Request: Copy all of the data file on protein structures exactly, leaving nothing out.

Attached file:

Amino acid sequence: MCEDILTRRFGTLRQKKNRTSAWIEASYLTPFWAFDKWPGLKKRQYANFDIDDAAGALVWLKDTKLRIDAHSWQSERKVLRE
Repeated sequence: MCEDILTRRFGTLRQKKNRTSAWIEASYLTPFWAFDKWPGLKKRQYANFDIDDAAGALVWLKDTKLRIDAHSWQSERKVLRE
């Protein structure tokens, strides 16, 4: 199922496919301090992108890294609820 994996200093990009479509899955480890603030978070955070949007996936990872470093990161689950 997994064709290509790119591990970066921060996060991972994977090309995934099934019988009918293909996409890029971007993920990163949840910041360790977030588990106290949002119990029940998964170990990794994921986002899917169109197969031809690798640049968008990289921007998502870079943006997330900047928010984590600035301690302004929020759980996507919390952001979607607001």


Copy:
Amino acid sequence: MCEDILTRRFGTLRQKKNRTSAWIEASYLTPFWAFDKWPGLKKRQYANFDIDDAAGALVWLKDTKLRIDAHSWQSERKVLRE
Repeated sequence: MCEDILTRRFGTLRQKKNRTSAWIEASYLTPFWAFDKWPGLKKRQYANFDIDDAAGALVWLKDTKLRIDAHSWQSERKVLRE
């Protein structure tokens, strides 16, 4: 199922496919301090992108890294609820 994996200093990009479509899955480890603030978070955070949007996936990872470093990161689950 997994064709290509790119591990970066921060996060991972994977090309995934099934019988009918293909996409890029971007993920990163949840910041360790977030588990106290949002119990029940998964170990990794994921986002899917169109197969031809690798640049968008990289921007998502870079943006997330900047928010984590600035301690302004929020759980996507919390952001979607607001």